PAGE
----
A Thanksgiving Special: Cooking Tips and Tricks, Local Farm Products, And Family Food Traditions
On The 21st: Thanksgiving is officially a week away! On this special episode of The 21st, we speak with food writer Niki Davis about some of her favorite recipes and farmers throughout the state will tell us what they’re growing. Plus, we dive into some family traditions and memories that go far beyond the usual turkey and stuffing.
Thanksgiving is just a week away! Are you ready with all your meal planning?
Niki Davis joined us to offer her tips. Niki writes The Taste column for The Southern newspaper and has has her own website called Rooted in Food. She also teaches Hospitality and Tourism Administration at Southern Illinois University.
You can’t have a good meal without good ingredients. We were joined by farmers from across Illinois and the Midwest who bring us many of the foods we’ll have on our table.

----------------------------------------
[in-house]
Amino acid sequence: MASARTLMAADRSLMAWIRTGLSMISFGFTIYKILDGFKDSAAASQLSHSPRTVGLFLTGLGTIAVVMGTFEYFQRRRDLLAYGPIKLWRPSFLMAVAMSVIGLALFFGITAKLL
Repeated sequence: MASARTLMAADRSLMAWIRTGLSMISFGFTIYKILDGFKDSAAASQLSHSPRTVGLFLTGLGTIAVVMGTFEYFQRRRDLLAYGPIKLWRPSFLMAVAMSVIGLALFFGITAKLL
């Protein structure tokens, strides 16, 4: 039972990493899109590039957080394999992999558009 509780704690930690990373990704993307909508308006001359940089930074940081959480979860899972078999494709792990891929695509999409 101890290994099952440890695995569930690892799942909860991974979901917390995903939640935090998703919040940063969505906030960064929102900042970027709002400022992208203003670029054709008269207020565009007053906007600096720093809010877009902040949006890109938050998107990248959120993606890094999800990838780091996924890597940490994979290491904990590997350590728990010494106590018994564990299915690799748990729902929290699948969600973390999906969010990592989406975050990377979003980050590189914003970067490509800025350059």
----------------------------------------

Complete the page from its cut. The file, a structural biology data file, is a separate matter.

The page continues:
Harold Wilken is the owner of Janie’s Farm Organics in Danforth, IL. We first met him in Bloomington at Green Top Grocery! Also joining us in studio was Traci Barkley from Sola Gratia vegetable farm in Urbana. And, on the phone from Cannon Falls, Minnesota was John Peterson. He’s the owner of the family-run turkey farm Ferndale Market.
Although Harold Wilken's mill is brand new, it is the most ancient type of mill, made by a century old Danish company.— The 21st (@21stShow) November 15, 2018
We're talking about local farm products for your Thanksgiving table NOW. https://t.co/jc66iOdzKi pic.twitter.com/jzfdmWZb4Q
And even though there are the classic staples like turkey, mashed potatoes, and stuffing, everyone does it a little differently, whether you’re just changing things up, or bringing in some of your family’s traditions.
Loui Liagridonis is the owner of Grovestone and he joined us in the studio.
.@greeklou is here from Grovestone to tell us more about his family's #Thanksgiving traditions.— The 21st (@21stShow) November 15, 2018
"Have you see Big Fat Greek wedding? Multiply it by 10!" he says. "We literally start at 5 in the morning to get the lamb going."